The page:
Week 5 Discussion: Learning Politics
Read/review the following resources for this activity:
Textbook: Chapter 6, 10
Additional scholarly sources you identify through your own research
Think about conversations around politics when you were in primary school (around age 10). What were some of the ways you learned about the political establishment through family members and friends? How were you politically socialized as a child? Use evidence (cite sources) to support your response from assigned readings or online lessons, and TWO outside scholarly sources.
For a little more information about political socialization, here’s a great, and short video to help add a little information for you. https://www.khanacademy.org/humanities/ap-us-government-and-politics/american-political-beliefs-and-behaviors/political-socialization/v/political-socialization (Links to an external site.)Links to an external site.
Magstadt, T. M. (2017). Understanding politics: Ideas, institutions, and issues. Australia: Cengage Learning.
Lesson: Citizens’ Responsibilities
In primary school, many of us dutifully recited the Pledge of Allegiance and took history classes extolling American virtues. Even though primary school is over, political socialization continues. One need only think back to the football players who recently took to their knees during the Star-Spangled Banner to see political socialization in action. Those players risked ridicule from the entire political establishment and citizens. We are socialized to be ideal citizens, loving freedom, hating tyranny, and respecting political socialization. Luckily, in this United States this has not turned into nationalism leading to a totalitarian government. This week is about how we are socialized to become ideal citizens.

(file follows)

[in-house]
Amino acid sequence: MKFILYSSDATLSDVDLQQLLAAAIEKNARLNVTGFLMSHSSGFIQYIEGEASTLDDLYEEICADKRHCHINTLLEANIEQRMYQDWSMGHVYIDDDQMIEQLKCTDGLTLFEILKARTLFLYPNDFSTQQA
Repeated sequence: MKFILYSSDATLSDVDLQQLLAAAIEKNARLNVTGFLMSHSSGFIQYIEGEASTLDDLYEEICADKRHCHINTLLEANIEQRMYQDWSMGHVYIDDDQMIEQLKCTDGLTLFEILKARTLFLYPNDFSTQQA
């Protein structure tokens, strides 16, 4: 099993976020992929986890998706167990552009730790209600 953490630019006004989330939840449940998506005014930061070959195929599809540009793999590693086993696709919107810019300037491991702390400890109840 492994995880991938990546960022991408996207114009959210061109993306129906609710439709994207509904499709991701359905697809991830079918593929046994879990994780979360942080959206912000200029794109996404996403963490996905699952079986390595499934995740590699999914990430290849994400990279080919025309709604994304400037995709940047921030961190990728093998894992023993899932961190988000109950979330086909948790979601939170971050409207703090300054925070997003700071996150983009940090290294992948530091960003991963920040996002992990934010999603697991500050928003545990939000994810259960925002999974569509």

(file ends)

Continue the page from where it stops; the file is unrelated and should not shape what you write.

A Good Citizen
When nations begin developing and forming their governing structure, one essential component is building a country that respects and reveres the government structure; this is referred to as nation-building. Nation-building comes in many forms, but the most powerful is socializing citizens into ideal ambassadors of the nation. This socialization begins with family and extends to school where we are often taught to live by rules, laws, and rituals.
Aristotle believed that to be a good citizen meant to be actively involved with the state enlightening and educating its citizens (usually free men). Furthermore, Aristotle did not just expect the citizen to be virtuous thus automatically becoming a good citizen; instead, he assumed the good citizen to have enough leisure time to participate in governing (Clayton, n.d.). The United States took the role of citizen educator seriously, adopting standards for socialization.
Think about when you first began forming opinions about the political culture. How did this come about in your life? Usually, we first mimic our families in learning about what is, and what is not acceptable. Our families often influence how we feel about voting, paying taxes, hot button issues such as abortion and immigration, and politics in general. Most children will gravitate toward the party their parents chose, which shows the power of family political socialization.
Religion, also, plays a part in political socialization. The First Amendment of the US Constitution affirms the right of every citizen to speak their mind, to ask the government to help them, and to allow people to express their religious preference. The latter has been hotly contested throughout the years, but the US Supreme Court, the final arbitrator of laws, has mostly upheld there is an invisible wall between Church and State. Religious establishments often interject their moral objects to specific issues, such as abortion, to the various branches of government through direct and indirect advocacy. Political socialization occurs when the head of the religious establishment pontificates a particular view on an issue, or the establishment’s rules explicitly state what believers must abide by (Masci, 2016).